Ludhiana, August 18, 2012: Efforts are on to increase forest cover in Ludhiana district, so that people may get a sigh of relief from air pollution.
Besides, increase in forestry will prove a boon for birds that are migrating to other places because of one or another reason.
Interestingly, the area under forest cover has not been increased over the period. It is almost the same across district. Now, the authorities concerned and even the state government seem to be concerned to increase the area under forest cover.
Enquiries reveal that of the total 3,26,700 hectares area in the district of Ludhiana, merely 10,000 hectares (3.06 per cent) area is under forest cover.
Five forest ranges comprising of Mattewara , Ludhiana, Jagraon, Samrala and Doraha have a total 10 nurseries comprising of Qadian, Badowal, Jangiana, Aligarh, Sudhar, Samrala, Gahri, Doraha and Dhmot in district.
“We are making all out efforts to increase the forest cover in Ludhiana district by identifying more places in the future”, said an official on being contact.
The forest authorities have a plan to plant saplings in premises of even police stations, police lines, community places such as dharamshala, janj ghar and shamlat, village ponds, schools, colleges and religious places.
It is believed that this step will ultimately provide a sigh of relief to people across the district especially Ludhianvis residing in Ludhiana city, which is considered a polluted industrial city.
The local forest authorities are also making all out efforts to evacuate encroachments in lands belonging to the Department of Forests.
Department of Forests is contemplating to plant saplings of different varieties after getting possession of these lands encroached upon by influential people. Besides, the forest beat officers are being asked to go to villages falling in their respective beat areas to promote forestry with the help of the village-Sarpanches as an extension service. The beat officers have been asked to ensure plantation of five units of Triveni (Pipal, Bohar and Neem) in every village.
Efforts are also on to get 20 acres of land at about 300-acres Ladowal Seed Farm of Punjab Agricultural University (PAU), Ludhiana for bringing this area under forestry. Enquiries reveal that nothing has been finalised in this regard. However, this proposal is in pipeline. It is believed that the proposal, if implemented, will give a major boost to forestation in the district.
Forest officials are making constant efforts to plant fresh saplings during every monsoon season in Ludhiana district. The basic idea behind this practice is to to promote forestry. The target of planting saplings for this monsoon season is almost double than the previous season.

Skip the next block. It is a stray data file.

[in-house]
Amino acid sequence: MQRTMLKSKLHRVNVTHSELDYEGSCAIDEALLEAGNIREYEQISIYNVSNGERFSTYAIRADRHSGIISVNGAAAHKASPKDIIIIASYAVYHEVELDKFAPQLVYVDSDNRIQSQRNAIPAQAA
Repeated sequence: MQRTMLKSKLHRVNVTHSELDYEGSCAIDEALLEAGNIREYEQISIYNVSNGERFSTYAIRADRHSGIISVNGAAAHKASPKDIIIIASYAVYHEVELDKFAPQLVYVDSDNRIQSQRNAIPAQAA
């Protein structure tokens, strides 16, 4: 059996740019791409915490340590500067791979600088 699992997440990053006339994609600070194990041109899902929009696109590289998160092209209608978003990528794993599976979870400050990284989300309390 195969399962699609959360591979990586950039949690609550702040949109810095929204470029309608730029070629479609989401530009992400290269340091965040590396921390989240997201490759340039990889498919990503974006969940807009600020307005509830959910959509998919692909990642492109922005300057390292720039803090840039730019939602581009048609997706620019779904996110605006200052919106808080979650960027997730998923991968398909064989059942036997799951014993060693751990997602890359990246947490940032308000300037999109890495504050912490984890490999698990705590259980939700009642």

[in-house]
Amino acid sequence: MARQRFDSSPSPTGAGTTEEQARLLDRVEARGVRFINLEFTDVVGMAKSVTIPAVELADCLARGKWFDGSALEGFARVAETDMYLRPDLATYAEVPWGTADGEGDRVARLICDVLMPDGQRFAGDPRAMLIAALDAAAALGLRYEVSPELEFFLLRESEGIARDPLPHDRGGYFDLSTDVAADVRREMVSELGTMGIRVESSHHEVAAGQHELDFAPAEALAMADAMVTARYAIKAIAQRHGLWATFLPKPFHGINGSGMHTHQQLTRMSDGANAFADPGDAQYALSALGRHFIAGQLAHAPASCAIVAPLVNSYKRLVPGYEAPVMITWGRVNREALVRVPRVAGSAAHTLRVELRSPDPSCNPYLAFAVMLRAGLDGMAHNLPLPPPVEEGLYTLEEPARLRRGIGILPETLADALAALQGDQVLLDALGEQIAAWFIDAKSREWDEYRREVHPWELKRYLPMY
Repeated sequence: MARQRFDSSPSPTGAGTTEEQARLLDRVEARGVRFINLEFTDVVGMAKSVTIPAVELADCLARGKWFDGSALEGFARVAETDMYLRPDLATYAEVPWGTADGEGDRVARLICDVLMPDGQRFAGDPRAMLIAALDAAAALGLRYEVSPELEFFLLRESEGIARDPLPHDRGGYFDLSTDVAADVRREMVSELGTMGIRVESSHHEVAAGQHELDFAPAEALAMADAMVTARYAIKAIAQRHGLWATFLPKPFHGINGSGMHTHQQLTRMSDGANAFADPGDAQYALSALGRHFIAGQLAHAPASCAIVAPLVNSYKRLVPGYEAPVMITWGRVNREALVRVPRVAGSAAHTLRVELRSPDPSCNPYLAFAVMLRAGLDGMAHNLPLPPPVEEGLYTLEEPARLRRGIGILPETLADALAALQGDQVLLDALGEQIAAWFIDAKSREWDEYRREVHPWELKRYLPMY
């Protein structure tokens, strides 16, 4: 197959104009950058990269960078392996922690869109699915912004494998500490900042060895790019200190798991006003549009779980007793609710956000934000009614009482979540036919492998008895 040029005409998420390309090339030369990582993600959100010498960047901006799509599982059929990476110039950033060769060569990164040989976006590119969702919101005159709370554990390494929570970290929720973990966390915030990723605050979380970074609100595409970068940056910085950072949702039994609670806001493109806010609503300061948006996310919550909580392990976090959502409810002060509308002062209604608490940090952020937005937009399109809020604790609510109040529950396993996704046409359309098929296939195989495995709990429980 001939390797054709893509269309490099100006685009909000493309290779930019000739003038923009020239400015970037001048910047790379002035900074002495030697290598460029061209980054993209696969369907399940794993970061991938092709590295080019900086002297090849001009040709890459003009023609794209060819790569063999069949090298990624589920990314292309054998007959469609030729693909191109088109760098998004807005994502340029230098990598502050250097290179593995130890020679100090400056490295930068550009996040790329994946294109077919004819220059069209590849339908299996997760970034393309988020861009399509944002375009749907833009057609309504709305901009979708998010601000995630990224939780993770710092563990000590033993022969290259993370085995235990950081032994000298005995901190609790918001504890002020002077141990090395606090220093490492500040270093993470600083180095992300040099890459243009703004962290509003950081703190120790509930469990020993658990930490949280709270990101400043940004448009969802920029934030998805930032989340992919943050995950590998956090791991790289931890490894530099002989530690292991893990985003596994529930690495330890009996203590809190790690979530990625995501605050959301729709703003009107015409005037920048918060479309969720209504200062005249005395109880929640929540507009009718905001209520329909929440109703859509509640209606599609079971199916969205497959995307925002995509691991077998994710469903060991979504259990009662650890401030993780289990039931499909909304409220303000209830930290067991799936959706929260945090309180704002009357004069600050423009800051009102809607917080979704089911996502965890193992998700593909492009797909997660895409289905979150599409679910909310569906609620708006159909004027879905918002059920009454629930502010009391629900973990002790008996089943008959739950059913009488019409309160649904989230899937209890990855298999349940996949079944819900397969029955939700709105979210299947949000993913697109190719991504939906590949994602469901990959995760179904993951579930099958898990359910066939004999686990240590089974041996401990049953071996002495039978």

Enquiries reveal that 3.50 lakh saplings of different varieties were planted in the last monsoon season. A target of planting 7.50 lakh saplings has been fixed for this year’s monsoon season.
However, the survival rate of planted saplings depends upon condition of the weather. If this survival rate varies between 65-70 per cent then it is considered as excellent. It is considered as very good if it varies between 50-65 per cent.
Even 15-20 per cent of saplings are to be replaced within first year of their plantation, enquiries reveal. About 10-15 per cent saplings are to be replaced in the second year of plantation followed by maintenance of all saplings in the third consecutive year.
It may be mentioned here that there exists a monitoring cell within the department to monitor survival rate of saplings planted during monsoon season. The department even gets service of agencies from outside for monitoring survival rate of saplings. It is believed that a plant requires proper maintenance for 4-5 years.
Menace of encroachments:
It is stated here that several acres of forest lands are under illegal possession in the district over the period. Those who have encroached upon the lands are said to be influential ones.
Enquiries reveal that these encroachments are located at over two dozen places across the district. One of the major encroachments was at Kot Umra village. This village is located on bank of the Sutlej river. These encroachments were removed recently by the local forest authorities with the help of police assistance.
Further enquiries reveal that forest land measuring 197 acres was under illegal possession of about three dozen influential people of the area at Kot Umra village over the decade. It may be mentioned here that this huge chunk of land had been used for cultivation by the encroachers. Now, the forest authorities propose to convert this area into a land of trees.